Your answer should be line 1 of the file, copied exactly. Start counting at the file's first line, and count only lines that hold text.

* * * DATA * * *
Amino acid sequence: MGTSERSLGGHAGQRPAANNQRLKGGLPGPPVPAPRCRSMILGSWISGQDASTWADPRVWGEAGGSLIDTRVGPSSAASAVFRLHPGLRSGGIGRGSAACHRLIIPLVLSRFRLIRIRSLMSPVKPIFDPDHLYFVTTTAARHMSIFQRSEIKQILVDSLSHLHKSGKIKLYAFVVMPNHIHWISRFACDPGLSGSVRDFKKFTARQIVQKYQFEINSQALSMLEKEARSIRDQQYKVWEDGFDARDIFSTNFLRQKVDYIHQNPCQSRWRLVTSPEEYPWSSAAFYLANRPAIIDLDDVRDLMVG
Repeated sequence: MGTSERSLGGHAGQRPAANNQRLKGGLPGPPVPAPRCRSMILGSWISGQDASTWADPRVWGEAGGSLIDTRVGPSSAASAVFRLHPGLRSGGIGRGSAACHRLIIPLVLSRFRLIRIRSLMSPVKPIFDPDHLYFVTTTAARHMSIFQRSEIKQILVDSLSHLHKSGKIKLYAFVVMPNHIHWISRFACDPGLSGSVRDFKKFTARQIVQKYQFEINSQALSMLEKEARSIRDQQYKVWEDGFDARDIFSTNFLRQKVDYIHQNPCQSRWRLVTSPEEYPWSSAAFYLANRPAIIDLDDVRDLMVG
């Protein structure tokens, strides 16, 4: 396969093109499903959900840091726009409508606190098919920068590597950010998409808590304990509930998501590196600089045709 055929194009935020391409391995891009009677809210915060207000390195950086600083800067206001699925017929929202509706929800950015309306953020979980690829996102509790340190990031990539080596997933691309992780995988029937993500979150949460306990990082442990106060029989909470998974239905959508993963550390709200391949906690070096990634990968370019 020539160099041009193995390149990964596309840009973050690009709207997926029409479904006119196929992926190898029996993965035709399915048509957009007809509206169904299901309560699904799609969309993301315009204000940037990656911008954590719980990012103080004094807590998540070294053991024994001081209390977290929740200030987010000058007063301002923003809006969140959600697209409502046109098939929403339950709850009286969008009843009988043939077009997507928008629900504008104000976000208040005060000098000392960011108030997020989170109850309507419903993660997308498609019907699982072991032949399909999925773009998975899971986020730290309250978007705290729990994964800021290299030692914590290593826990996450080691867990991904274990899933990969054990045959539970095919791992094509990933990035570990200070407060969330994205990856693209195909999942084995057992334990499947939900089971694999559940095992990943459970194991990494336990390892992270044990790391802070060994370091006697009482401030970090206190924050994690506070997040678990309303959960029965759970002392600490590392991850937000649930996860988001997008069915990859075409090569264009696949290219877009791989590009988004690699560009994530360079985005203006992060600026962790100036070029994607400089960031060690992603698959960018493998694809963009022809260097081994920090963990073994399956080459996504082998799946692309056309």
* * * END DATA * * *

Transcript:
Amino acid sequence: MGTSERSLGGHAGQRPAANNQRLKGGLPGPPVPAPRCRSMILGSWISGQDASTWADPRVWGEAGGSLIDTRVGPSSAASAVFRLHPGLRSGGIGRGSAACHRLIIPLVLSRFRLIRIRSLMSPVKPIFDPDHLYFVTTTAARHMSIFQRSEIKQILVDSLSHLHKSGKIKLYAFVVMPNHIHWISRFACDPGLSGSVRDFKKFTARQIVQKYQFEINSQALSMLEKEARSIRDQQYKVWEDGFDARDIFSTNFLRQKVDYIHQNPCQSRWRLVTSPEEYPWSSAAFYLANRPAIIDLDDVRDLMVG